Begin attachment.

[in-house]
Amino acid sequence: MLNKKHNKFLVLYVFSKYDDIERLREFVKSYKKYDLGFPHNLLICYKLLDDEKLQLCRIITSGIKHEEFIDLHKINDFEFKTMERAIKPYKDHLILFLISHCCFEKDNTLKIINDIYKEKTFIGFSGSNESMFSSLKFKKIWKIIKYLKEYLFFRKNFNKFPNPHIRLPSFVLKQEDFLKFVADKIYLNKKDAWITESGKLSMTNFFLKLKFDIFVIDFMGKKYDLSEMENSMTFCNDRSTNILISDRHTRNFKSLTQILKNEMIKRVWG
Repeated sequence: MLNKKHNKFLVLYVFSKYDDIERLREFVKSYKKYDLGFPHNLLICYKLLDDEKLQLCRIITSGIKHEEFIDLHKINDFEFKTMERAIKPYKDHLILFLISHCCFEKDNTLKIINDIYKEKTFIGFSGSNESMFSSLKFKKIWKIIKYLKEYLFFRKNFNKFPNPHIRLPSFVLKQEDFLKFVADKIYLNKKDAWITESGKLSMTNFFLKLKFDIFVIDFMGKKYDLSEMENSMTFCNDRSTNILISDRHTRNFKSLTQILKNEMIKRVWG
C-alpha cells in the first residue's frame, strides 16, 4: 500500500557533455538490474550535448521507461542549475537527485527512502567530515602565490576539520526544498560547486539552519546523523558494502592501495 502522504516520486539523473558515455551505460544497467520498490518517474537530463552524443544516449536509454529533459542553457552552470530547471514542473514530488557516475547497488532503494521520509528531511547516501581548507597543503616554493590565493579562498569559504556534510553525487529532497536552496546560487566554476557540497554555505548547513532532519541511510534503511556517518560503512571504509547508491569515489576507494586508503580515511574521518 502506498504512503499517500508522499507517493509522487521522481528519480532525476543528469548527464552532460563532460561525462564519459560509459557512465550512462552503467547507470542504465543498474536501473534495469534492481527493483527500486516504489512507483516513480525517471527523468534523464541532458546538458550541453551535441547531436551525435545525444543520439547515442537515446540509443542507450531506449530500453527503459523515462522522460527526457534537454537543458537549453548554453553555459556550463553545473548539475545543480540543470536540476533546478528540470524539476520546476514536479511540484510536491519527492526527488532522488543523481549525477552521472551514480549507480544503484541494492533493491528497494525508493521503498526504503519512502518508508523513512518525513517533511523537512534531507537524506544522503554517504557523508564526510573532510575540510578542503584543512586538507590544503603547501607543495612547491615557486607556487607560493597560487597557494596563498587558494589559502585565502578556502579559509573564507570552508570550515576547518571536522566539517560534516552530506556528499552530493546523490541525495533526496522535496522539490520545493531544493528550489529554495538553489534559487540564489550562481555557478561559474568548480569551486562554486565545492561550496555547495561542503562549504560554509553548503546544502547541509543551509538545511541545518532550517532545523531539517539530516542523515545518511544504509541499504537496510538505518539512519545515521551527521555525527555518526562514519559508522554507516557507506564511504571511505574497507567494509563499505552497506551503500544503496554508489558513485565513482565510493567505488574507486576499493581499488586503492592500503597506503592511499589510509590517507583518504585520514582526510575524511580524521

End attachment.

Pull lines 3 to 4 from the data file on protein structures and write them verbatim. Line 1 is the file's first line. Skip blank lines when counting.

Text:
Repeated sequence: MLNKKHNKFLVLYVFSKYDDIERLREFVKSYKKYDLGFPHNLLICYKLLDDEKLQLCRIITSGIKHEEFIDLHKINDFEFKTMERAIKPYKDHLILFLISHCCFEKDNTLKIINDIYKEKTFIGFSGSNESMFSSLKFKKIWKIIKYLKEYLFFRKNFNKFPNPHIRLPSFVLKQEDFLKFVADKIYLNKKDAWITESGKLSMTNFFLKLKFDIFVIDFMGKKYDLSEMENSMTFCNDRSTNILISDRHTRNFKSLTQILKNEMIKRVWG
C-alpha cells in the first residue's frame, strides 16, 4: 500500500557533455538490474550535448521507461542549475537527485527512502567530515602565490576539520526544498560547486539552519546523523558494502592501495 502522504516520486539523473558515455551505460544497467520498490518517474537530463552524443544516449536509454529533459542553457552552470530547471514542473514530488557516475547497488532503494521520509528531511547516501581548507597543503616554493590565493579562498569559504556534510553525487529532497536552496546560487566554476557540497554555505548547513532532519541511510534503511556517518560503512571504509547508491569515489576507494586508503580515511574521518 502506498504512503499517500508522499507517493509522487521522481528519480532525476543528469548527464552532460563532460561525462564519459560509459557512465550512462552503467547507470542504465543498474536501473534495469534492481527493483527500486516504489512507483516513480525517471527523468534523464541532458546538458550541453551535441547531436551525435545525444543520439547515442537515446540509443542507450531506449530500453527503459523515462522522460527526457534537454537543458537549453548554453553555459556550463553545473548539475545543480540543470536540476533546478528540470524539476520546476514536479511540484510536491519527492526527488532522488543523481549525477552521472551514480549507480544503484541494492533493491528497494525508493521503498526504503519512502518508508523513512518525513517533511523537512534531507537524506544522503554517504557523508564526510573532510575540510578542503584543512586538507590544503603547501607543495612547491615557486607556487607560493597560487597557494596563498587558494589559502585565502578556502579559509573564507570552508570550515576547518571536522566539517560534516552530506556528499552530493546523490541525495533526496522535496522539490520545493531544493528550489529554495538553489534559487540564489550562481555557478561559474568548480569551486562554486565545492561550496555547495561542503562549504560554509553548503546544502547541509543551509538545511541545518532550517532545523531539517539530516542523515545518511544504509541499504537496510538505518539512519545515521551527521555525527555518526562514519559508522554507516557507506564511504571511505574497507567494509563499505552497506551503500544503496554508489558513485565513482565510493567505488574507486576499493581499488586503492592500503597506503592511499589510509590517507583518504585520514582526510575524511580524521